As our readers are aware, we are avid followers of His Royal Highness, Prince Charles, The Prince of Wales. We have recently reported the journey that our innovative Prince is taking to promote sustainable living which touched on the garden party designed to make a difference.
‘A Garden Party to Make a Difference’ will be the ultimate gardening event for the Eco-conscious and will run from 8 – 19 September 2010 in The Prince of Wales private gardens at Clarence House and the gardens of neighbouring Lancaster House and Marlborough House. The event is part of The Prince of Wales’ ‘Start’ initiative launched earlier this year.
Garden Designers Tom Petherick, Lulu Urquhart and Adam Hunt have pulled their joint expertise together to create a future orientated landscape design practice and this show will be the launch pad. Their installation is entitled ‘Future Cities Garden’ and will dominate the South facade of St James’s Palace.
The aim of the twelve day event is to engage visitors via exhibits that will demonstrate that everyone can work towards a more sustainable way of life in a variety of ways. Tom, Lulu and Adam will show that gardening in small spaces is both possible, desirable and can transform a space no matter how small. This exhibit is in essence an ABC of how to grow edible plants no matter how inclement the British weather is and regardless of season.
Apples will be shown growing in containers and as trained fruit. This quintessential English fruit comes in all shapes, sizes, flavours and fruits from late summer with some varieties storing right through the winter. They are easy to grow in pots, against walls and fences, and in any soil and of course their health benefits are well known – let’s not forget the old adage about an apple a day!
Traditional vegetables and edible & medicinal flowers and will show how everyday items that are cheap or recycled can be used to create innovative and funky growing spaces, both vertically and horizontally. Lettuce is the subject of one of the vertical ‘green wall’ installations. It is the mainstay of the summer garden and the anchor in millions of summer salads. At the show it can be seen growing in all its variations proving its versatility and simplicity of cultivation. Even tiny gardens have walls to work with, so why not make them green and edible.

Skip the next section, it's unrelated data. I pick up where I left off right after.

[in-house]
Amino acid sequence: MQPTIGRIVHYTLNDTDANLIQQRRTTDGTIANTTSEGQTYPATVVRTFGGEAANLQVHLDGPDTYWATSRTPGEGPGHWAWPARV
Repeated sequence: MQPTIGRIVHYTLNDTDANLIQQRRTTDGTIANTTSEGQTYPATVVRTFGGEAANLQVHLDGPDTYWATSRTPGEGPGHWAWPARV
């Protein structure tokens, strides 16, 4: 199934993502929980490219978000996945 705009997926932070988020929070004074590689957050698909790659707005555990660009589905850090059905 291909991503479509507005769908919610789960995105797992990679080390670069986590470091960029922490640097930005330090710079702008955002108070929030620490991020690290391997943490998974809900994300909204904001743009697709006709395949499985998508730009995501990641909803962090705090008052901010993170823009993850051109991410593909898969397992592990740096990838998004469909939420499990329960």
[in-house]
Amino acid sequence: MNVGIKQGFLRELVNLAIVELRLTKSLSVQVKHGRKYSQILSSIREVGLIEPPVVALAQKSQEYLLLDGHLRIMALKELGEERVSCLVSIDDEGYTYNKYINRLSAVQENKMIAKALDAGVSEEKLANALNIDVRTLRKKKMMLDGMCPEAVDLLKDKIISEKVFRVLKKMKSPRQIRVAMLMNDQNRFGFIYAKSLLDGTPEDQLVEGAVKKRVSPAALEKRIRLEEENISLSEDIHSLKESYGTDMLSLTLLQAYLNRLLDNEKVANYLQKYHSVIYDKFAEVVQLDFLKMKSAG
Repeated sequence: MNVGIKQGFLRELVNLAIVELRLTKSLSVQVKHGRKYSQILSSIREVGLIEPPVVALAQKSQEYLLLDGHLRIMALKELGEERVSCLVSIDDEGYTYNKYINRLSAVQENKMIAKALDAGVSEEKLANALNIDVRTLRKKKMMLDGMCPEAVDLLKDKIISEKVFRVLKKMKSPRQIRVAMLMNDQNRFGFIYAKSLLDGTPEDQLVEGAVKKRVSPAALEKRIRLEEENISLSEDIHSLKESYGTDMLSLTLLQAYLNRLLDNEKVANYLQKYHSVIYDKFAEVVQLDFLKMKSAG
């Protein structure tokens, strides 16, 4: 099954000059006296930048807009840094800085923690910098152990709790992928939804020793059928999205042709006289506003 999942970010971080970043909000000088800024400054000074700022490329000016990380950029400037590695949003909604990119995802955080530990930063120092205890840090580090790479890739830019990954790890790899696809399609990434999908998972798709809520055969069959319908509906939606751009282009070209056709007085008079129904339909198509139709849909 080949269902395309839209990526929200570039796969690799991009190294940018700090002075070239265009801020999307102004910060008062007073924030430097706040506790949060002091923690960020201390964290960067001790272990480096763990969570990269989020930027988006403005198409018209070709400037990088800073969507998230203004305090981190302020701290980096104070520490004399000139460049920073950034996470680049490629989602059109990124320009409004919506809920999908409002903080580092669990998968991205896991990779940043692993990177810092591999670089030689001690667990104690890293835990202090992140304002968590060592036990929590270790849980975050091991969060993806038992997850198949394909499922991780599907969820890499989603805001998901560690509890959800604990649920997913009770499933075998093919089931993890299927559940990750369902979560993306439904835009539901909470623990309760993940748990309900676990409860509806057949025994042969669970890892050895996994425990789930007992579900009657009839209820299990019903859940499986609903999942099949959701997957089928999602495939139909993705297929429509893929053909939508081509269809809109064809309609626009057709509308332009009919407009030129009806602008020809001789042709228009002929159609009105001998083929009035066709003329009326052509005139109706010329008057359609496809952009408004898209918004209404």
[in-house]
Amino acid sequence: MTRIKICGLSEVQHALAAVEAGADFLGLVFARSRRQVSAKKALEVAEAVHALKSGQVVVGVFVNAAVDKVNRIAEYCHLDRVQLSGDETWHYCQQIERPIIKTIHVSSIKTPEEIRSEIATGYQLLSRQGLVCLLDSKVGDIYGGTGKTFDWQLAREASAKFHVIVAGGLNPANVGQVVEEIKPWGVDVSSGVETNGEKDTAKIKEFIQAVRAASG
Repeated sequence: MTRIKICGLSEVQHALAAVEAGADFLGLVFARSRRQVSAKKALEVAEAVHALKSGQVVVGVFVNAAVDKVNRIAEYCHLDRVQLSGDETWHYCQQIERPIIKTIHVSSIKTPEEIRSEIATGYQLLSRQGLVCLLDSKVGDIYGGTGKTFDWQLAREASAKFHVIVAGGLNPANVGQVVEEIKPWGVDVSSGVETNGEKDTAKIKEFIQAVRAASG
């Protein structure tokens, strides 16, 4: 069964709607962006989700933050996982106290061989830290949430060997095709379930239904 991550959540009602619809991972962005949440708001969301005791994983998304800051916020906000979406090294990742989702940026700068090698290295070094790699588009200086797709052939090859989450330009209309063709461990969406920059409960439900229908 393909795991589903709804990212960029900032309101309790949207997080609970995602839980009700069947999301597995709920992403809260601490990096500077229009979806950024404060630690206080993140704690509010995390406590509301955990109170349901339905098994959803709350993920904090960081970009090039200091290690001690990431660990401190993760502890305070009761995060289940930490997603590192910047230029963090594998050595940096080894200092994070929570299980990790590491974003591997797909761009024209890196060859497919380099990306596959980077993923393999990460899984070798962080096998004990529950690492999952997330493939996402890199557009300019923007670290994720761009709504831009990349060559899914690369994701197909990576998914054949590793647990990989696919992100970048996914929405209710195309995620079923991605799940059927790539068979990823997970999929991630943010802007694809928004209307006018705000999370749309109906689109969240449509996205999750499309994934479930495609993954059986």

For underutilized vertical spaces runner beans are perfect as they grow quickly and love to climb. Once a staple in the meat and two veg diet of a bygone era runners have come right back into fashion. They crop heavily, love our climate, and return nitrogen to the soil, what’s not to love? Our most beloved of beans will be seen growing in a variety of different containers, notably oil drum halves.
Chillies are very easy to grow and well suited to pots. They make excellent plants for a small space because they are mostly compact and ordered in shape. Also there is something within the heat range to suit everyone. They are perfect for a sunny windowsill. Bamboo is a highly versatile plant – the canes used as supports for tall plants but also Bamboo. Phyllostachys dulcis and P. edulis have delicious edible shoots used particularly in Chinese cooking. The bamboo will make up the middle storey of the Forest Garden because of its shade tolerance.